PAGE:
Community Support

“Be sensitive to what you say as it may make them feel uncomfortable. You may be close but do not take liberty in sharing with others about the person’s sexual orientation.” Kyle advised.  

He recalled that some straight friends might accidentally ‘out’ their LGBTQIA+ friends, leaving them in an awkward situation.

“If we are standing up for them, just defend them because everyone deserves kindness and no one wants to be treated harshly,” Kyle advised. He mentioned that is better to avoid ‘out-ing’ LGBTQIA+ friends if they aren’t prepared to share their sexual orientation.

As friends, we also can express skilful speech by not stereotyping a person immediately. Don’t call out someone for ‘straight acting’ if they are gay and expect gay people to have to act a certain way.  

In addition, if you suspect that a friend is part of the LGBTQIA+ community, don’t ask them. They might not be ready to share and feel even more stressed.

One Buddhist community that helped Kyle was “RainBodhi” (HYPERLINK), which combined two words “rainbow” and “Bodhi”. It is a LGBTQIA+ friendly community that conducts talks and provides resources to help one another. 

Books such as this on Buddhism and homosexuality was particularly helpful to Kyle.

Finding Compassion for Yourself

How can members of the LGBTQIA+ community develop more compassion towards themselves against a conservative society which may not always be understanding?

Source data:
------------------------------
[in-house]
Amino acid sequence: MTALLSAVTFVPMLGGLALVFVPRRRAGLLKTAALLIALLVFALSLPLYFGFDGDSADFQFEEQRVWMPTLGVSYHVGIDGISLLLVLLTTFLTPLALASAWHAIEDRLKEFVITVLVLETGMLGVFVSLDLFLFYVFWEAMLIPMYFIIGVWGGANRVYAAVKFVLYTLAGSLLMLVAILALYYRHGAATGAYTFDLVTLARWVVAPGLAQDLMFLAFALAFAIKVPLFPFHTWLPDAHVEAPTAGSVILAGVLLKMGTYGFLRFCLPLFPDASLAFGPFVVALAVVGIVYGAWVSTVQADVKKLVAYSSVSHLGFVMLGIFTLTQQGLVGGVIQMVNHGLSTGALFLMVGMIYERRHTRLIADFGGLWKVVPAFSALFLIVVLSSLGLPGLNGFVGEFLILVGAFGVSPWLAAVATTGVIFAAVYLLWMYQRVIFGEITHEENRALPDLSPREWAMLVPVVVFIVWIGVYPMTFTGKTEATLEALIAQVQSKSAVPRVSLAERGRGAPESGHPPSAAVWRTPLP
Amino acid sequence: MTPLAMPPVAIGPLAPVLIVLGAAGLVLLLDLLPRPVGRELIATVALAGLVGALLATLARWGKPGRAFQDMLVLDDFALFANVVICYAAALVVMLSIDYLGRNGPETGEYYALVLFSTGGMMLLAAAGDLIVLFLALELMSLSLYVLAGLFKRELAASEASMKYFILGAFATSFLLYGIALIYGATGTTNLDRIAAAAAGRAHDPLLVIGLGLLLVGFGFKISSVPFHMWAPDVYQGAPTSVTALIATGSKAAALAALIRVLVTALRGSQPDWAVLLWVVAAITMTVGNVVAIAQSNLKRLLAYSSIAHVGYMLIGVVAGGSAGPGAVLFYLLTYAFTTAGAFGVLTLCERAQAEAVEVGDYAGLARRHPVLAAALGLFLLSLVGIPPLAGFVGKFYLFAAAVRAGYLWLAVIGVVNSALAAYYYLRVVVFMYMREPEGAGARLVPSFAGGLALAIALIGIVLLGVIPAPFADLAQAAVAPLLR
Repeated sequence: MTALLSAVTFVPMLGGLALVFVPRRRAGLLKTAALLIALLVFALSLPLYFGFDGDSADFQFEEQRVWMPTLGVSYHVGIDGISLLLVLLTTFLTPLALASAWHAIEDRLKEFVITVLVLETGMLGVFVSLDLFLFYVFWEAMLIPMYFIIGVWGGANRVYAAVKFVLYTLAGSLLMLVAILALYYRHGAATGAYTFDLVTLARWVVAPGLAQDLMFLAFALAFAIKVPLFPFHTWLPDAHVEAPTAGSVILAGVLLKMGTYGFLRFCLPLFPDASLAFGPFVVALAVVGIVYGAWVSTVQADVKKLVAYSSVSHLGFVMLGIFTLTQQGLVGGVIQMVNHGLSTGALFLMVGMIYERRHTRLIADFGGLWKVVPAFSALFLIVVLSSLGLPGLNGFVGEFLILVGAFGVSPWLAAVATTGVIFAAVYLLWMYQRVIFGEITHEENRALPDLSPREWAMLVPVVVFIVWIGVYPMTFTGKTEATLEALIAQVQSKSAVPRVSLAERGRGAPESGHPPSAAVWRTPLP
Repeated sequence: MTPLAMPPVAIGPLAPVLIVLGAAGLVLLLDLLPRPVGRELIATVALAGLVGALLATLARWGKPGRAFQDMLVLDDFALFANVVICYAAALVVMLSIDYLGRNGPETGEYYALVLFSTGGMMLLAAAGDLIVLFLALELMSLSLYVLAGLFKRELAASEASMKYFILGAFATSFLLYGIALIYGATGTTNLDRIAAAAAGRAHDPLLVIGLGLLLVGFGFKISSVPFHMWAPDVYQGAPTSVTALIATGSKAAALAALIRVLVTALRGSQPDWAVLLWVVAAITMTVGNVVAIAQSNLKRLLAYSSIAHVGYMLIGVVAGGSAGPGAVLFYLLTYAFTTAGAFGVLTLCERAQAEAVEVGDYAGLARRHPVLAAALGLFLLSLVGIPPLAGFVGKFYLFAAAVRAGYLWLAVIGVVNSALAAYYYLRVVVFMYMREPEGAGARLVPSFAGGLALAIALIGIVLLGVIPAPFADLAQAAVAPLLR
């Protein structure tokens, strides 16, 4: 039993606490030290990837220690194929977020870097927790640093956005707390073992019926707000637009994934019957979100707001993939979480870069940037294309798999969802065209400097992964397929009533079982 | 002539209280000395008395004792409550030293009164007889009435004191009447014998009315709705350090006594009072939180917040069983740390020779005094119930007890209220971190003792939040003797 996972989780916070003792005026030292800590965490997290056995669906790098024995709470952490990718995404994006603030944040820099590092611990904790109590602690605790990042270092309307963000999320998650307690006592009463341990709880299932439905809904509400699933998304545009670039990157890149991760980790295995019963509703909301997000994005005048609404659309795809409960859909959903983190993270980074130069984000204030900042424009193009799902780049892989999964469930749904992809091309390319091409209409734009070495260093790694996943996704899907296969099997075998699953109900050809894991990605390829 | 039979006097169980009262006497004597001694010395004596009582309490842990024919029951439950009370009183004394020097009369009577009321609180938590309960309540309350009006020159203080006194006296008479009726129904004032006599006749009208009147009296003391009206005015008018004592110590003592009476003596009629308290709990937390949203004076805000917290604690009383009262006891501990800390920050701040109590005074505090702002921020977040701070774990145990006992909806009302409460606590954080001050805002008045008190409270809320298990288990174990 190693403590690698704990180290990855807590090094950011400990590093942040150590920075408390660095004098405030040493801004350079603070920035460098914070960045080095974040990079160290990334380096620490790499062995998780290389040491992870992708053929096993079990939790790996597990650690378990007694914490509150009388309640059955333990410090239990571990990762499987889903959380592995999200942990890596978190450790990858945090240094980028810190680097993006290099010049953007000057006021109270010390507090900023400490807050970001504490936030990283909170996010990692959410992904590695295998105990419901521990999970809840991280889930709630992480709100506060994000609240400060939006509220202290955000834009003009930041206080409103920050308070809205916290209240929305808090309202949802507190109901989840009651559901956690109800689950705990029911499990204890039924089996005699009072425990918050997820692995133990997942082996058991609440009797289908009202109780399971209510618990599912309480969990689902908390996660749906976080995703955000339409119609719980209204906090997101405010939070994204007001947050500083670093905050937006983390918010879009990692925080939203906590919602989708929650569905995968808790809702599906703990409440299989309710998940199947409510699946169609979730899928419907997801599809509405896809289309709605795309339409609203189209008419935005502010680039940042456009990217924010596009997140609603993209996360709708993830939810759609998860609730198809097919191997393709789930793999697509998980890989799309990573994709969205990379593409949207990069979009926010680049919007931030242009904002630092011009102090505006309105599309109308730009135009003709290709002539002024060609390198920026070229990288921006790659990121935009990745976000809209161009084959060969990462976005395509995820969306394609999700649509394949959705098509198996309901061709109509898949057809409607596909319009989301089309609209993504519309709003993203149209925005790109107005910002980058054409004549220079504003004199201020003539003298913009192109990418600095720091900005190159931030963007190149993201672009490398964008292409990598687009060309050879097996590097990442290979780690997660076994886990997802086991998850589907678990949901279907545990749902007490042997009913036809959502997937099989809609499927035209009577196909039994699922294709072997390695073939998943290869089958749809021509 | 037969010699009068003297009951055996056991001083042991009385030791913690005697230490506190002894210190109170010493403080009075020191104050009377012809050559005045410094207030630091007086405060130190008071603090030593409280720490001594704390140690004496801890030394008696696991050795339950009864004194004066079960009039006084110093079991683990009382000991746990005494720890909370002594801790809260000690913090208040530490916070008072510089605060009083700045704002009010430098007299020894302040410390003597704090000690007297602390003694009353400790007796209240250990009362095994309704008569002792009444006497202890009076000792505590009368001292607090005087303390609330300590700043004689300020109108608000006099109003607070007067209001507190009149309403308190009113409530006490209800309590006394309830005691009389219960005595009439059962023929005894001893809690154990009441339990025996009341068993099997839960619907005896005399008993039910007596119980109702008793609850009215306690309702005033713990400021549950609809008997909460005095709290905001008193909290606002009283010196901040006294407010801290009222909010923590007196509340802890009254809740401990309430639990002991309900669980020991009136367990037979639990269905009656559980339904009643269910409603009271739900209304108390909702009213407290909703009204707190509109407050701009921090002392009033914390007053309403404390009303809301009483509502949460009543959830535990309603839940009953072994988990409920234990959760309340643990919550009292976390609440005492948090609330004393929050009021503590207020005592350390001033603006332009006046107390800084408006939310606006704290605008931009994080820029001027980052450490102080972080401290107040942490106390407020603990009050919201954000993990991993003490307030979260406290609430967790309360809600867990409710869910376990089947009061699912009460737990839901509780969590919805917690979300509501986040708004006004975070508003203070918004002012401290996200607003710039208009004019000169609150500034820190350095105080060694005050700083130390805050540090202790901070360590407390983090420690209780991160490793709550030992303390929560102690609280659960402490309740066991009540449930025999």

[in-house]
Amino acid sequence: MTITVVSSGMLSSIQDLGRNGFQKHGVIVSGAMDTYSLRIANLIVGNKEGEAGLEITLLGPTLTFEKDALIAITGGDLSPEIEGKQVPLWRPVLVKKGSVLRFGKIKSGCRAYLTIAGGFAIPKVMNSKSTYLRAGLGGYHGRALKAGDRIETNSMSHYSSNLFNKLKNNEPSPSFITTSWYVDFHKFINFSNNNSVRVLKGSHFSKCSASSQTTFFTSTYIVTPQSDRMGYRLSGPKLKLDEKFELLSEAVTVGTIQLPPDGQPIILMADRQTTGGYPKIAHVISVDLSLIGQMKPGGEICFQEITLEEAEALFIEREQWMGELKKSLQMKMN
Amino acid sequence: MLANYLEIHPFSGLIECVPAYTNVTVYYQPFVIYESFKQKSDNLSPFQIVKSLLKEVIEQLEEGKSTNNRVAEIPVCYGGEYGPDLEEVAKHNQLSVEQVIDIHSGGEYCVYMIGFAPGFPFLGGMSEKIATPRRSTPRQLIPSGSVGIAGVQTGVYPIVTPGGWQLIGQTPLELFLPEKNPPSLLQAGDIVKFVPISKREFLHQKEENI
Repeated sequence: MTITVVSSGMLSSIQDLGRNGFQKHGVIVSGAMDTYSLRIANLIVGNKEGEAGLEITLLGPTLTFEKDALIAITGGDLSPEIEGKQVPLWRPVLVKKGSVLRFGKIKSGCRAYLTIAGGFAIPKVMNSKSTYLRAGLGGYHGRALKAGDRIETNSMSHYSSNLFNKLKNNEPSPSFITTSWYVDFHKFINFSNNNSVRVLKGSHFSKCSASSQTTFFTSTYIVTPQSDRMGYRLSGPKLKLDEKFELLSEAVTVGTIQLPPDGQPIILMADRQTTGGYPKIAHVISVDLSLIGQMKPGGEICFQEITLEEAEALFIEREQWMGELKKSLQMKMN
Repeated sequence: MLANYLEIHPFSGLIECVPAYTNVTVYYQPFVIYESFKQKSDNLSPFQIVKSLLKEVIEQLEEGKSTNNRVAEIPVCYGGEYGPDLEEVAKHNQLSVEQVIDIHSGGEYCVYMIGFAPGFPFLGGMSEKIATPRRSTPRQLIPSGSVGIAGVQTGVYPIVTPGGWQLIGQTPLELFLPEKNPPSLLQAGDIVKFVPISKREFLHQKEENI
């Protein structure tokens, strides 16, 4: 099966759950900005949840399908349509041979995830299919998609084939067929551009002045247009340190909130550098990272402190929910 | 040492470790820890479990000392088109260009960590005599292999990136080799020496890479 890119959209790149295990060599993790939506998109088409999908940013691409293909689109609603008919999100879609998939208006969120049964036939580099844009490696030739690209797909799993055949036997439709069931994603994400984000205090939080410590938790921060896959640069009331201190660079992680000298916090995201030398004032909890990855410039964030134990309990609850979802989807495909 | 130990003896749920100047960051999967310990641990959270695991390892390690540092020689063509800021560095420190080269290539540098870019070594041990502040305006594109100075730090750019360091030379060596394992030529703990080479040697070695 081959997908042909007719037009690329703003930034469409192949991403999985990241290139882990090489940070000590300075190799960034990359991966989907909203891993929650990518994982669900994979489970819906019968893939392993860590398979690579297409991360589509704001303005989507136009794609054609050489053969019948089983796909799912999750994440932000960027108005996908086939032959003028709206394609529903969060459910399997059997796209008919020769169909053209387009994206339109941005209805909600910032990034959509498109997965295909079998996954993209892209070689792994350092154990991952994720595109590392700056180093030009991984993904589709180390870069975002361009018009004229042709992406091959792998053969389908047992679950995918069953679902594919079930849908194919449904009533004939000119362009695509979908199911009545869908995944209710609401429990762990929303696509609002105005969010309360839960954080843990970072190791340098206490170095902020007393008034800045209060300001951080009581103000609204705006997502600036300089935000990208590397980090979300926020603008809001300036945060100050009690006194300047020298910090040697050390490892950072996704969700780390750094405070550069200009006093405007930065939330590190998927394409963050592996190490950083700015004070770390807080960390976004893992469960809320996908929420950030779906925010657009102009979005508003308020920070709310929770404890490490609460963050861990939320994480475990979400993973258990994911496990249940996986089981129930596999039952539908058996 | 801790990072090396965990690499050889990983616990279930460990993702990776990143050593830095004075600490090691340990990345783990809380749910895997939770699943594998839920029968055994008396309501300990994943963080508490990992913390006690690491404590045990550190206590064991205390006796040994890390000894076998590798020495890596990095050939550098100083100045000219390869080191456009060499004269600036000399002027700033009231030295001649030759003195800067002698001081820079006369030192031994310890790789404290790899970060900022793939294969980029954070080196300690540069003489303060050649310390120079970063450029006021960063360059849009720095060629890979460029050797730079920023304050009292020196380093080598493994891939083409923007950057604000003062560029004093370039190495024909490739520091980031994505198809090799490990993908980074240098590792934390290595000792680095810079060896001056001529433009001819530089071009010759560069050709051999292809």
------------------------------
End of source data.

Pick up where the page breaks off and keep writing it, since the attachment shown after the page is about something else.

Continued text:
“Take your time and explore what is happening. It is always through initial confusion that we gain clarity and wisdom eventually. Once you understand your emotions, you know better about this “Me” and “I”. Pick up a Dhamma book to ground yourself.” Kyle shared.

Kyle added, “If you aren’t religious, then pick up philosophy or inspirational books.” 

Remind yourself “There is nothing wrong with you”.

Looking Back

With Kyle developing so much wisdom over time, I wondered what Kyle would tell his younger self.

“Trust your instinct. There is absolutely nothing wrong with the way you are. One day you will know a group of people who truly love who you are. You will meet an amazing teacher, the Buddha. You will come across the Buddha’s teaching and it will transform you. Be kind to people as much as possible. I promise you, that’s the only way that will help you through all the struggles. ” Kyle encouraged.

“Stop obsessing with losing weight and lose the ego instead!” Kyle added in jest.

In the spirit of pride – acceptance and care- Kyle summarised his thoughts by sharing, “Keep giving joy and love to people around you, even when you can’t find it yourself. Because whatever hardship you are going through, all the joy and love you have given would come back to you eventually” 

Resources to help the LGBTQIA+ & Allies:

  1. Rainbodhi Buddhist Community: https://rainbodhi.org/ 
  2. Bhante Dhammika Book: http://budblooms.org/2020/05/21/buddhism-and-lgbt-issues/
  3. Ways to be a better ally: https://engage.youth.gov/resources/being-ally-lgbt-people